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Customer Research

Dear Diary (Study)… How To Ensure You Get The Best Results

“Dear Diary,

How can I ensure I get the best results when conducting a diary study as part of a UX research project?”

Let’s start with a quick overview: diary studies are a research method used to gain qualitative insight into participants’ behaviour (and the context) over a period of time. During the study period, participants are asked to enter information about their activities in a log, diary or journal (online or off) – this is then analysed by the researcher at the end of the observation period.


Talking UX, Psychology and The Power of 100 at UX Sheffield

What do a 40% decrease in traffic accidents overnight, an evening spent watching TV and a good night’s sleep have to do with digital product design? Quite a lot, it turns out.


A Straight Forward, Straight Talking Guide to Mental Models

You may have read up on mental models and still be left thinking, eh? We’re not surprised; there’s lots of explanations out there using flowery language that makes it all sound rather convoluted. But the thing is, mental models shouldn’t be complicated. At Bunnyfoot, we like to practice what we preach. So, here’s a straight forward, straight talking guide to mental models.


What is a diary study?

A diary study helps provide insight into overall behaviour and experience.  The method involves people recording specific events, feelings or interactions, in a diary supplied by the researcher.


How Human-Centred Design could improve politics

As those of us in the UX world know, it’s quite common to watch people struggle to use a site, then subsequently say how easy to use it was – which is why it’s important to observe what people do, not what they say. People tell you what they want in order to achieve the desired response. Could this also apply to political polls?


The Pros and Cons of conducting Usability Testing with multiple participants at the same time

16th November 2016 - This post has 3 comments
Posted by in Brain Bites: 2 Minute Insights
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Our lead Usability Testing course trainer Cathy Carr recently encountered an interesting question from one of her attendees: ‘Would you ever test with more than one participants in a single session?’. The short answer is ‘yes’. Surprised?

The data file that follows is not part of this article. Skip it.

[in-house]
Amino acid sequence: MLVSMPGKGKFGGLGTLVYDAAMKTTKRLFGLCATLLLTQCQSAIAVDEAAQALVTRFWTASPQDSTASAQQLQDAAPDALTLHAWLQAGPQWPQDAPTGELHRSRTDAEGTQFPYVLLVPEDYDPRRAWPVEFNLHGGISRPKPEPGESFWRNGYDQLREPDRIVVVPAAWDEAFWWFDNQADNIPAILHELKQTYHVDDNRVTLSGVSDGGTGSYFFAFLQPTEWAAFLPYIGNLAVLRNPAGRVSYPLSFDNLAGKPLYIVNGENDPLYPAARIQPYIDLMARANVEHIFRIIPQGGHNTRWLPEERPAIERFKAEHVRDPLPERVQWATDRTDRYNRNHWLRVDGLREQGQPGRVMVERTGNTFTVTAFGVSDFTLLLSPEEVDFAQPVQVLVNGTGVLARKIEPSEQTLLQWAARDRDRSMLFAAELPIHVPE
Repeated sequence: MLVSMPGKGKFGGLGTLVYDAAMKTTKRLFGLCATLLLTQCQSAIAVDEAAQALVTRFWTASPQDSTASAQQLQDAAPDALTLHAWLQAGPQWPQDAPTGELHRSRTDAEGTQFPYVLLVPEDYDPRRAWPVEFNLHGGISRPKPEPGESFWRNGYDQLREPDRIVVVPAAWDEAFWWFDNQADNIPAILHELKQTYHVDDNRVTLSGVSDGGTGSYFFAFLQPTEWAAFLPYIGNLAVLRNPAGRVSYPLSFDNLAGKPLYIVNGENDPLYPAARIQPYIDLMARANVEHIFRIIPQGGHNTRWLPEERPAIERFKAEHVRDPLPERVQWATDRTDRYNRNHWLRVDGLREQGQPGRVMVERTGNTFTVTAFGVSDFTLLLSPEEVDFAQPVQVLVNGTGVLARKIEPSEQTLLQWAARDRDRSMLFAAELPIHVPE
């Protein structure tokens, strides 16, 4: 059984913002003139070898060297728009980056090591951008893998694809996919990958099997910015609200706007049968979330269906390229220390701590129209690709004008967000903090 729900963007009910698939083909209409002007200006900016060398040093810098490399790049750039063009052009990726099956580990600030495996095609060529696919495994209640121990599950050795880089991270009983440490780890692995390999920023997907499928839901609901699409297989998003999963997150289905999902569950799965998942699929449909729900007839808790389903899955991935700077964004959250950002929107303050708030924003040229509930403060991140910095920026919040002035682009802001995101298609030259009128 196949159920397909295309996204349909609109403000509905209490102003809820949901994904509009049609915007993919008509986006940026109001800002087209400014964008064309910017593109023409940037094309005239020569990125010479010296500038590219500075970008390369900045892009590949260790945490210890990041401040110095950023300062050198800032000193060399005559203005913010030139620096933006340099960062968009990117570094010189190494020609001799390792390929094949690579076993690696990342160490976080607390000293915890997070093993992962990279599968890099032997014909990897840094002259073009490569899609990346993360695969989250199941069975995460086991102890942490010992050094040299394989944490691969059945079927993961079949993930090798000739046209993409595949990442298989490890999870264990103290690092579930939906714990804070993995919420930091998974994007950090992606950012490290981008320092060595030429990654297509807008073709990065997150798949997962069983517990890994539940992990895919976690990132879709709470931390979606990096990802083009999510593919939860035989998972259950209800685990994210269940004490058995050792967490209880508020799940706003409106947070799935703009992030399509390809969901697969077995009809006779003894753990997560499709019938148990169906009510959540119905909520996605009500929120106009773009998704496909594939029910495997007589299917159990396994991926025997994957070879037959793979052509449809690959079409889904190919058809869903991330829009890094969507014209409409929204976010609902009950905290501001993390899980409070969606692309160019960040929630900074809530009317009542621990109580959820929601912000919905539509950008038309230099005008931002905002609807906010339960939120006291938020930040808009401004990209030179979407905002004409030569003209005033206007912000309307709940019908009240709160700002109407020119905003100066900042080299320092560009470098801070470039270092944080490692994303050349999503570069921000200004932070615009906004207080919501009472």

Historic Royal Palaces

Recently we worked with Historic Royal Palaces to refine the organisation of their website and also provide input into the visitor experience at their six palaces. In particular, they wanted to grow their UK-based audience outside of London, provide more user-centred programmes for schools, families and young people and engage more overall through film, television and modern online media. Naturally we agreed that an audience-first approach was the key to increasing the visit count and achieving their aims.


Doing it for the kids

Earlier this week, we ran a workshop with the third year Product and Interaction Design students at Ravensbourne’s campus in North Greenwich. As Alumni of Ravensbourne who benefited from the University’s connections with industry during our time there, we were privileged to go and share our industry knowledge and experience with the students.


The guide to UX testing with kids

Technology and kids go together like peanut butter and jam. It’s not healthy, but they’re inseparable. As anxious adults, we tend to limit our children’s exposure to technology, but this could be worse for their development and our own understanding of technology today. This week, Cathy Carr, our Expert Consultant and Course Instructor takes a look at how to create a model environments to observe technology usage by our future generation.


Diary Studies, Capturing Life as it is Lived

Diary studies have been a traditional research method in behaviour research and social sciences for many years. They rely on users self-documenting specific personal experiences, in natural environments, over long periods of time. Typically, users report their activities and create a log of their thoughts, actions and feelings.


About Bunnyfoot

We are psychologists, interaction and design experts, researchers, usability specialists. We cover Web, software, mobile, print, service design and more.
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